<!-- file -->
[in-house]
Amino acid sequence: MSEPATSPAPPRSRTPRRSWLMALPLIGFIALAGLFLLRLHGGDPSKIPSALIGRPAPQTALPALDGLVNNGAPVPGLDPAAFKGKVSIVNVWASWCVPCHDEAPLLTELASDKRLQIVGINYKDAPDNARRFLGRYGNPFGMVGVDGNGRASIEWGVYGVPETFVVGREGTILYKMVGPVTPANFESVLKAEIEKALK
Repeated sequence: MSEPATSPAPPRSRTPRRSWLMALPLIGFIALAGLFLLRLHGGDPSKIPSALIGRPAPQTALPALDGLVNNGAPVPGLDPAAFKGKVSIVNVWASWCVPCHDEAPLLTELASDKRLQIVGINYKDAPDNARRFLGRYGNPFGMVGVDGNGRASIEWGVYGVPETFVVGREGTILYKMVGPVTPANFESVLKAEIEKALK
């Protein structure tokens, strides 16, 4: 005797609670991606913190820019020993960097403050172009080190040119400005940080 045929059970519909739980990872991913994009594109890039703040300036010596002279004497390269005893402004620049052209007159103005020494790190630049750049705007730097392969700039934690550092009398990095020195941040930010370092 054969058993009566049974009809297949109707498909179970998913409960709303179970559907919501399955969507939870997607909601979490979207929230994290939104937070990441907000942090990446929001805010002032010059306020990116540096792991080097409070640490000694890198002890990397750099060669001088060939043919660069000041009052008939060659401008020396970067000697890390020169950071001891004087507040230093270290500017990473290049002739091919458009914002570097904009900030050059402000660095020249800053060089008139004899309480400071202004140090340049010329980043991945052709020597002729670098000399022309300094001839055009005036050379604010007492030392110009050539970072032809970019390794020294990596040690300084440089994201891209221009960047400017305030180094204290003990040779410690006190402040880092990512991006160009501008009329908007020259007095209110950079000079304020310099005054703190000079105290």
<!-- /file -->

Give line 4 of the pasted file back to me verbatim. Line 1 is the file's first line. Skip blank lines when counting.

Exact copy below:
């Protein structure tokens, strides 16, 4: 005797609670991606913190820019020993960097403050172009080190040119400005940080 045929059970519909739980990872991913994009594109890039703040300036010596002279004497390269005893402004620049052209007159103005020494790190630049750049705007730097392969700039934690550092009398990095020195941040930010370092 054969058993009566049974009809297949109707498909179970998913409960709303179970559907919501399955969507939870997607909601979490979207929230994290939104937070990441907000942090990446929001805010002032010059306020990116540096792991080097409070640490000694890198002890990397750099060669001088060939043919660069000041009052008939060659401008020396970067000697890390020169950071001891004087507040230093270290500017990473290049002739091919458009914002570097904009900030050059402000660095020249800053060089008139004899309480400071202004140090340049010329980043991945052709020597002729670098000399022309300094001839055009005036050379604010007492030392110009050539970072032809970019390794020294990596040690300084440089994201891209221009960047400017305030180094204290003990040779410690006190402040880092990512991006160009501008009329908007020259007095209110950079000079304020310099005054703190000079105290």